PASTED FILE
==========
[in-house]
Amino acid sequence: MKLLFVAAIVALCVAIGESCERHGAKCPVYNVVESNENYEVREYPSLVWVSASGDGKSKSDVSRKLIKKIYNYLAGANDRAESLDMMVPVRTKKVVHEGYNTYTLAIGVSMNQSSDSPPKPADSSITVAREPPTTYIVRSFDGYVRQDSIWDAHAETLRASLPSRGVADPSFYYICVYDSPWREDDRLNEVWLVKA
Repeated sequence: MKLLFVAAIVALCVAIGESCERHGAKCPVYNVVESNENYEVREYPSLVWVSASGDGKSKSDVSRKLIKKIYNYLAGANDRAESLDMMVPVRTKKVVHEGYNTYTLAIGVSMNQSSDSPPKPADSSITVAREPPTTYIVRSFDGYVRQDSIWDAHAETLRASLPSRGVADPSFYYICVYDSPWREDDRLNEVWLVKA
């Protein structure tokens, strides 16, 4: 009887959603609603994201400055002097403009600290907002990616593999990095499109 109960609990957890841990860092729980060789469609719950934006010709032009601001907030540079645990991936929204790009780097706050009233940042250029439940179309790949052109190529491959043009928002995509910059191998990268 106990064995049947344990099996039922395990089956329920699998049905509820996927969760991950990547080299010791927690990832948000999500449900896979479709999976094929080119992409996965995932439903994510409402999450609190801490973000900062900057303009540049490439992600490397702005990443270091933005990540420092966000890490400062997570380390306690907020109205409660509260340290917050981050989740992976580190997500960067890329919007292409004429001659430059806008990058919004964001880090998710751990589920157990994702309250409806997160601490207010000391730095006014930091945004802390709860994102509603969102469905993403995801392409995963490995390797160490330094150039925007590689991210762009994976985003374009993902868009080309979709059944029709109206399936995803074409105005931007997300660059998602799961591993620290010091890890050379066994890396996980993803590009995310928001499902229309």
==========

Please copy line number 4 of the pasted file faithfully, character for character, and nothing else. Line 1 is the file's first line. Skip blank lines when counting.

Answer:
């Protein structure tokens, strides 16, 4: 009887959603609603994201400055002097403009600290907002990616593999990095499109 109960609990957890841990860092729980060789469609719950934006010709032009601001907030540079645990991936929204790009780097706050009233940042250029439940179309790949052109190529491959043009928002995509910059191998990268 106990064995049947344990099996039922395990089956329920699998049905509820996927969760991950990547080299010791927690990832948000999500449900896979479709999976094929080119992409996965995932439903994510409402999450609190801490973000900062900057303009540049490439992600490397702005990443270091933005990540420092966000890490400062997570380390306690907020109205409660509260340290917050981050989740992976580190997500960067890329919007292409004429001659430059806008990058919004964001880090998710751990589920157990994702309250409806997160601490207010000391730095006014930091945004802390709860994102509603969102469905993403995801392409995963490995390797160490330094150039925007590689991210762009994976985003374009993902868009080309979709059944029709109206399936995803074409105005931007997300660059998602799961591993620290010091890890050379066994890396996980993803590009995310928001499902229309």